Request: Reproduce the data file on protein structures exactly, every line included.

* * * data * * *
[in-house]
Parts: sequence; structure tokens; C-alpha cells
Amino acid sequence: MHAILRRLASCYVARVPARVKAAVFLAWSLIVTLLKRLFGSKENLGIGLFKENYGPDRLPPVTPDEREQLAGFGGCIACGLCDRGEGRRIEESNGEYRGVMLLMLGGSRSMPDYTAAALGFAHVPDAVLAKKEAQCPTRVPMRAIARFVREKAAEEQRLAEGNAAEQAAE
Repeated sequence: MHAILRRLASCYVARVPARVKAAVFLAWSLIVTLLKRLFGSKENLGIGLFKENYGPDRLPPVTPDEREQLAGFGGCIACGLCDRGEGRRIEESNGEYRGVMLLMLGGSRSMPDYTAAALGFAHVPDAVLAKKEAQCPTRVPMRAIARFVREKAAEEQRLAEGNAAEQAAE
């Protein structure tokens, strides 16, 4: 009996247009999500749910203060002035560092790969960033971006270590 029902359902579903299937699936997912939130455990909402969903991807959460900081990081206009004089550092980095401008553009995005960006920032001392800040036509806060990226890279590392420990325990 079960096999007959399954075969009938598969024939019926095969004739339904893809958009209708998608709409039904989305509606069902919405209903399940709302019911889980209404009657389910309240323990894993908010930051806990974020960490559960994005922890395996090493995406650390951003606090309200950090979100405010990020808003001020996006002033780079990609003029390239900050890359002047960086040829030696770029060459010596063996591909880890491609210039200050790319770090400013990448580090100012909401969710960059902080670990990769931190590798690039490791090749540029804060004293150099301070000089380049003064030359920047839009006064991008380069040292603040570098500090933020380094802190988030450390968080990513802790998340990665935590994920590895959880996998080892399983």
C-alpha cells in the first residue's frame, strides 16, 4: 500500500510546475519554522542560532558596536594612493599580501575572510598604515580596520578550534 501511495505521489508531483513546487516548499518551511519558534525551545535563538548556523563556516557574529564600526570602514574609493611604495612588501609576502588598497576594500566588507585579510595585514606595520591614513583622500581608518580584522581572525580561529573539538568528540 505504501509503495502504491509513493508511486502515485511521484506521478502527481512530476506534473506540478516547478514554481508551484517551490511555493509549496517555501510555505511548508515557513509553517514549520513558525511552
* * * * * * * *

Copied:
[in-house]
Parts: sequence; structure tokens; C-alpha cells
Amino acid sequence: MHAILRRLASCYVARVPARVKAAVFLAWSLIVTLLKRLFGSKENLGIGLFKENYGPDRLPPVTPDEREQLAGFGGCIACGLCDRGEGRRIEESNGEYRGVMLLMLGGSRSMPDYTAAALGFAHVPDAVLAKKEAQCPTRVPMRAIARFVREKAAEEQRLAEGNAAEQAAE
Repeated sequence: MHAILRRLASCYVARVPARVKAAVFLAWSLIVTLLKRLFGSKENLGIGLFKENYGPDRLPPVTPDEREQLAGFGGCIACGLCDRGEGRRIEESNGEYRGVMLLMLGGSRSMPDYTAAALGFAHVPDAVLAKKEAQCPTRVPMRAIARFVREKAAEEQRLAEGNAAEQAAE
């Protein structure tokens, strides 16, 4: 009996247009999500749910203060002035560092790969960033971006270590 029902359902579903299937699936997912939130455990909402969903991807959460900081990081206009004089550092980095401008553009995005960006920032001392800040036509806060990226890279590392420990325990 079960096999007959399954075969009938598969024939019926095969004739339904893809958009209708998608709409039904989305509606069902919405209903399940709302019911889980209404009657389910309240323990894993908010930051806990974020960490559960994005922890395996090493995406650390951003606090309200950090979100405010990020808003001020996006002033780079990609003029390239900050890359002047960086040829030696770029060459010596063996591909880890491609210039200050790319770090400013990448580090100012909401969710960059902080670990990769931190590798690039490791090749540029804060004293150099301070000089380049003064030359920047839009006064991008380069040292603040570098500090933020380094802190988030450390968080990513802790998340990665935590994920590895959880996998080892399983």
C-alpha cells in the first residue's frame, strides 16, 4: 500500500510546475519554522542560532558596536594612493599580501575572510598604515580596520578550534 501511495505521489508531483513546487516548499518551511519558534525551545535563538548556523563556516557574529564600526570602514574609493611604495612588501609576502588598497576594500566588507585579510595585514606595520591614513583622500581608518580584522581572525580561529573539538568528540 505504501509503495502504491509513493508511486502515485511521484506521478502527481512530476506534473506540478516547478514554481508551484517551490511555493509549496517555501510555505511548508515557513509553517514549520513558525511552